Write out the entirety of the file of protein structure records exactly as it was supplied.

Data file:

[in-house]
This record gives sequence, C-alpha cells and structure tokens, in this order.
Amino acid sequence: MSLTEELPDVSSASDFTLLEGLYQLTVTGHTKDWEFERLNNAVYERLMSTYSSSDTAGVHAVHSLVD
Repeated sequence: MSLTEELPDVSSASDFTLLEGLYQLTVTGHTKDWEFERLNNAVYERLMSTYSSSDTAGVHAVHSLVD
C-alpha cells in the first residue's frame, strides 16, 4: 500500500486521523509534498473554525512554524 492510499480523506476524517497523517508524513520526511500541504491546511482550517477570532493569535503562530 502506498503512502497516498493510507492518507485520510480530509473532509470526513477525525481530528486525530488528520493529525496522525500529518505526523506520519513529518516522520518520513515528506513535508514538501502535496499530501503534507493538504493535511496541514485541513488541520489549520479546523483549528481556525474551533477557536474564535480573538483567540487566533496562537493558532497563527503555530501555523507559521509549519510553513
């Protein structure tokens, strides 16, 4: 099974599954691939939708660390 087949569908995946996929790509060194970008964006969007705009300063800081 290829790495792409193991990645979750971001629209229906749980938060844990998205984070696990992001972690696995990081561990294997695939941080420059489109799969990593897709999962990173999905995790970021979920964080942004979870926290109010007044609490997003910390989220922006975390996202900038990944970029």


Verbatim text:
[in-house]
This record gives sequence, C-alpha cells and structure tokens, in this order.
Amino acid sequence: MSLTEELPDVSSASDFTLLEGLYQLTVTGHTKDWEFERLNNAVYERLMSTYSSSDTAGVHAVHSLVD
Repeated sequence: MSLTEELPDVSSASDFTLLEGLYQLTVTGHTKDWEFERLNNAVYERLMSTYSSSDTAGVHAVHSLVD
C-alpha cells in the first residue's frame, strides 16, 4: 500500500486521523509534498473554525512554524 492510499480523506476524517497523517508524513520526511500541504491546511482550517477570532493569535503562530 502506498503512502497516498493510507492518507485520510480530509473532509470526513477525525481530528486525530488528520493529525496522525500529518505526523506520519513529518516522520518520513515528506513535508514538501502535496499530501503534507493538504493535511496541514485541513488541520489549520479546523483549528481556525474551533477557536474564535480573538483567540487566533496562537493558532497563527503555530501555523507559521509549519510553513
């Protein structure tokens, strides 16, 4: 099974599954691939939708660390 087949569908995946996929790509060194970008964006969007705009300063800081 290829790495792409193991990645979750971001629209229906749980938060844990998205984070696990992001972690696995990081561990294997695939941080420059489109799969990593897709999962990173999905995790970021979920964080942004979870926290109010007044609490997003910390989220922006975390996202900038990944970029």